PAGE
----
June 22, 2015
(ANTIMEDIA) In the weeks following the September 11, 2001 terror attacks, the U.S. government rounded up several hundred individuals suspected of ties to terrorism. The arrests were allegedly based on tips received through a hotline. In total, 762 people were detained around the country. Detainees were held between three to eight months in facilities in New York and New Jersey. Some individuals were even deported after being found to have no ties to terrorism.
Since that time, not one U.S. government official has been held accountable. However, that might change with a recent ruling from a federal appeals court.
ABC News reports that the 2nd U.S. Circuit Court of Appeals has issued a 2 to 1 ruling that will allow a lawsuit against former top U.S. officials, including then-Attorney General John Ashcroft and FBI Director Robert Mueller. The judges wrote that treatment of detainees such as “solitary confinement 23 hours a day with regular strip searches because their perceived faith or race placed them in the group targeted for recruitment by al-Qaida violated the detainees’ Constitutional rights.”
“The suffering endured by those who were imprisoned merely because they were caught up in the hysteria of the days immediately following 9/11 is not without a remedy,” the ruling continued.
Rachel Meeropol, an attorney with the Center for Constitutional Rights, said the decision may shed light on how then-president George W. Bush handled decision-making in the days following the attacks.
“Frankly, while this decision is only an interim victory, and doesn’t provide my clients with any actual compensation, its bold rebuke to unchecked executive power is itself worth the years of effort,” she said.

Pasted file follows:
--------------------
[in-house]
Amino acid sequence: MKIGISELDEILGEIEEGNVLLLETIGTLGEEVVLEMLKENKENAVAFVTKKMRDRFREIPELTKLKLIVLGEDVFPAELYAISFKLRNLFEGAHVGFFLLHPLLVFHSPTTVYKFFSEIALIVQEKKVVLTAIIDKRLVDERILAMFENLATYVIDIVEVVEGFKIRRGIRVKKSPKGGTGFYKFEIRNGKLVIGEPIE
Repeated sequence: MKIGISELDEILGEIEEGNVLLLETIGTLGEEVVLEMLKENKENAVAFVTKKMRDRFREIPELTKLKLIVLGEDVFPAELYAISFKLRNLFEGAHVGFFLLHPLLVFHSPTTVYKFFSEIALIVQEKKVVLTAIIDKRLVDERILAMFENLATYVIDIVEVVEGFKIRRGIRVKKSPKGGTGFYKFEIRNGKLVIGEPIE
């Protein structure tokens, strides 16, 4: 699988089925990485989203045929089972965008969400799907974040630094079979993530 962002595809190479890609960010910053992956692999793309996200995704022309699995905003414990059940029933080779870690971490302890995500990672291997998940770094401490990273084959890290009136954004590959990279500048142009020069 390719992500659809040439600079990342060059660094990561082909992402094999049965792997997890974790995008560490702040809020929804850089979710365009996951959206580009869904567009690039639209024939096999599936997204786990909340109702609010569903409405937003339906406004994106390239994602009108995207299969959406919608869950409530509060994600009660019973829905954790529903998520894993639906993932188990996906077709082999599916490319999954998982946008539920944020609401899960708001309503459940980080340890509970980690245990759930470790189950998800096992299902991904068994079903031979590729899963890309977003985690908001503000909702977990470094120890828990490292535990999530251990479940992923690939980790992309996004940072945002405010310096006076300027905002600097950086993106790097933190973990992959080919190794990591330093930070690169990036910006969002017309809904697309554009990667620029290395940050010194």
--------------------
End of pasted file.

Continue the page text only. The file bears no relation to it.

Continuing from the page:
The court heard evidence that the detainees were subjected to authorities slamming them into walls, bending or twisting their arms, hands, wrists and fingers, stepping on their leg restraints, leaving them handcuffed or shackled in their cells, insulting their religion, and making humiliating sexual comments during strip searches.
Originally filed in federal court in April 2002, the lawsuit now has eight plaintiffs, all of Middle Eastern, North African or South Asian origin. Each of the plaintiffs was deported after being cleared of wrongdoing.
In her dissenting vote, Circuit Judge Reena Raggi said the government’s actions, even if mistaken, were justified because of the possibility of further attacks.
“It is difficult to imagine a public good more demanding of decisiveness or more tolerant of reasonable, even if mistaken, judgments than the protection of this nation and its people from further terrorist attacks in the immediate aftermath of the horrific events of 9/11,” she argued.
One thing remains clear: Since the attacks of 9/11, the U.S. government has used the event as a tool for stripping away rights in the name of security. The attack has also been used as a tool to promote Islamophobia and division. Bit by bit, however, the truth about the 9/11 attacks is revealed and the powers that be are revealed as the criminals they truly are.
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